Got a fictional world to build? Start here

Whether you’re already working on a novel or have decided to give fiction a try during this period of staying at home, you’ll probably be familiar with the concept of worldbuilding. From Westeros to Wuthering Heights, our best fiction paints us a picture so vivid that we’re transported to a world we can almost walk around in. A world with a fully realised geography, its own specific sights, sounds and smells; an infrastructure we can see and understand and characters who are shaped by that world and in turn engage with it.

If you’re taking your imagination for a stretch this weekend, whether your novel is fantasy epic, children’s adventure, historical romp or dystopian thriller, here are some essential questions to ask yourself about your world:

How does it look?

  • What can I see from my main character’s window? What are the predominant colours? What does the skyline look like?
  • And from the end of their street? Is there a street?
  • And from a plane/drone/broomstick/dragon flying overhead?
  • What can I hear? Smell?
  • What’s the weather like? How much does it change during the year (are there years?)?
  • Might I see any wildlife if I took a walk around?
  • If I went to the nearest city, what would I see on the streets? What might be advertised to me? What might I be sold?
  • What about people – how many people will I see? What will they be wearing? Will I hear more than one language being spoken? Will people greet me? How?

How do people live?

  • Let’s step back inside our character’s home – how many rooms are there? What are they for? How are they furnished/decorated?
  • How does that compare to the homes of the people around them?
  • How big is the gap between the wealthiest and the poorest in this world? What percentage of society sit at either end of that scale?
  • What do people do for work? What’s the most common industry in the nearest town/city?
  • And what do they do for fun?
  • Are holidays a thing for some/all of the people who live here? And if so, where do they go? Do people know much about the wider world beyond this place – are they interested? Afraid? Hostile?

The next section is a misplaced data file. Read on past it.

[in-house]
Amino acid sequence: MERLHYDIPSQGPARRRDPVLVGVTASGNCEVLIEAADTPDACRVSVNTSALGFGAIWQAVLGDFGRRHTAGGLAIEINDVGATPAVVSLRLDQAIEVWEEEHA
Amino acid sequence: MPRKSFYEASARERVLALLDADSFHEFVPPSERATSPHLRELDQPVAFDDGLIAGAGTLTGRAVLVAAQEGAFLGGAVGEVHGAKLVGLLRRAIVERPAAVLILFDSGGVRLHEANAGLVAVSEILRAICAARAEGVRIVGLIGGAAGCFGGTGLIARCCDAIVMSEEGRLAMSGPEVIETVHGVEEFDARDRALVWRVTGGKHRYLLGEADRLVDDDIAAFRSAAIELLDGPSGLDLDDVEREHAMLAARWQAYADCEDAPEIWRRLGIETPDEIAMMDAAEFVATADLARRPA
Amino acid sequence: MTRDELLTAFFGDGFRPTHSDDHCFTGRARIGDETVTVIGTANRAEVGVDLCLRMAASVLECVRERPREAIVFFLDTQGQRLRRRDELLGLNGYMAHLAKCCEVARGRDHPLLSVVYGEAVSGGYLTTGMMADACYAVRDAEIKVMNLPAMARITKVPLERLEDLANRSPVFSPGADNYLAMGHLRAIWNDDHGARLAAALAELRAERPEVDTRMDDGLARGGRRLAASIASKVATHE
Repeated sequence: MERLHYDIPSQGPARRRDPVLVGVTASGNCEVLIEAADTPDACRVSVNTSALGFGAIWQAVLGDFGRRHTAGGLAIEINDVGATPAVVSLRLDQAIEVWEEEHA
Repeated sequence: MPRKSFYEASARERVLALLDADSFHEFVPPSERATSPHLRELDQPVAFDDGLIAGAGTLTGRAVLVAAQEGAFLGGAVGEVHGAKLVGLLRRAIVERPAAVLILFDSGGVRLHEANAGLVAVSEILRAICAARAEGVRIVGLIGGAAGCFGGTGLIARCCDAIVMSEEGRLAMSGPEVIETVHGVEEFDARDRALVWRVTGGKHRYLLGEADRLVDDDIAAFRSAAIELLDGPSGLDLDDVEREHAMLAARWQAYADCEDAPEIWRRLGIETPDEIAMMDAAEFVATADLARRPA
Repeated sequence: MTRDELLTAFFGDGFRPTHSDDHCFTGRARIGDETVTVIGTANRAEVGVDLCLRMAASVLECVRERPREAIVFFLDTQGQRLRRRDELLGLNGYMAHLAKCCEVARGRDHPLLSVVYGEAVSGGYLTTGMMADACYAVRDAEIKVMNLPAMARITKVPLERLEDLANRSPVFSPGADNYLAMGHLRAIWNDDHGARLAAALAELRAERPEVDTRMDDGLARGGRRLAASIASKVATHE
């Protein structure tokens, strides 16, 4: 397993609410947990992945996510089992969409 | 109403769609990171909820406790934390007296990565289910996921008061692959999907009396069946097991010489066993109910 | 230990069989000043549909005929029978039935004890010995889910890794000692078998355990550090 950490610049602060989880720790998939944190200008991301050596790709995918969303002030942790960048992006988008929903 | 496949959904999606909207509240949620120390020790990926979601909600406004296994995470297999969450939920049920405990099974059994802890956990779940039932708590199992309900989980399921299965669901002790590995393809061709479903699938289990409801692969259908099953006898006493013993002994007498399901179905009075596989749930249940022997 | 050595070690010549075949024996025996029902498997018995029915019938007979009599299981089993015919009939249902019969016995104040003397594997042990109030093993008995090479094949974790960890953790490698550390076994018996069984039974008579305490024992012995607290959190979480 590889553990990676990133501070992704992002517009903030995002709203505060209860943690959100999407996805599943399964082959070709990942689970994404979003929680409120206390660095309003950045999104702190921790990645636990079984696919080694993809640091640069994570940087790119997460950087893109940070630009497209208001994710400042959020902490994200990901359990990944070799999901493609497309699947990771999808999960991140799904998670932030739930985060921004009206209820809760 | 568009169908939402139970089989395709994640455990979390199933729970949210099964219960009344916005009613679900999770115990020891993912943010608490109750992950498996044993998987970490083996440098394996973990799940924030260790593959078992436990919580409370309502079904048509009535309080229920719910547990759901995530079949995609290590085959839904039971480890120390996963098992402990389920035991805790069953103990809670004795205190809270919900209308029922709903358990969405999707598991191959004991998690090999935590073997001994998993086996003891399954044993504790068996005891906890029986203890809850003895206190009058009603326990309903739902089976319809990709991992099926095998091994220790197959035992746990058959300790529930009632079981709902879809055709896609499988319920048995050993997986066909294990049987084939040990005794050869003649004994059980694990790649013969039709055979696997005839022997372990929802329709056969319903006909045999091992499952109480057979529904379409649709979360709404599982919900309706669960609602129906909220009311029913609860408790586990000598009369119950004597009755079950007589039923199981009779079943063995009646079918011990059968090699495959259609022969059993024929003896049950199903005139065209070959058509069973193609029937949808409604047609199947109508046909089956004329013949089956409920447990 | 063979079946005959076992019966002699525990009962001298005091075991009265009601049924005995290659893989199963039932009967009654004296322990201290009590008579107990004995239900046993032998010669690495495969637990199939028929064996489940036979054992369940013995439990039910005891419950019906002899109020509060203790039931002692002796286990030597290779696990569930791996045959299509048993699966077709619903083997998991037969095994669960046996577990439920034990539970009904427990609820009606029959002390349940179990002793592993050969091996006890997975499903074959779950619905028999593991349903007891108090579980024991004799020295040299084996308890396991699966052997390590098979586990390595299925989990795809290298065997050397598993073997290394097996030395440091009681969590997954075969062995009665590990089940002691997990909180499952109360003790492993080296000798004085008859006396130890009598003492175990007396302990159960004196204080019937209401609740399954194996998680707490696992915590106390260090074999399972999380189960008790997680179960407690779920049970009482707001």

• Do they have pets? What kinds?
  • Is there religion? More than one? Where do people go to worship?
  • What about history – do people know much about how their civilisation formed? Are they interested? Are there statues, history books, public holidays?
  • Turning to technology – what’s the most advanced item your character owns? What about the richest person they know? What level of technology do people use in their daily life?
  • How do they stay in touch with friends?
  • If I had dinner with strangers here, what might we talk about? What topics would we avoid?

How do things work?

  • Who is in charge here? How are they chosen/elected? What powers do they have?
  • How long has that been the case? Do people like the system or do they hope for change?
  • How do people get around? What’s the most common mode of transport – does it change depending on who you are?
  • What natural resources are nearby, and how are they used?
  • Is there crime? How is it punished? By whom?
  • Are people educated? Where does that happen, and who is responsible? Is education something that’s respected? Is it available to all or a few? What might I learn if I went and sat in the nearest school for a day?
  • What’s the currency? Are there banks?
  • Where does food come from? Where is it sold? What would I eat if I wanted a real treat? Can I buy alcohol? Where?
  • What other trade happens in this society? Are things sold and bought from far away, or is this place self-sufficient?
  • Is there a sense of culture – a value placed in art? Who makes it? What kind of stories do people want and how do they consume them?

How to keep writing while we stay at home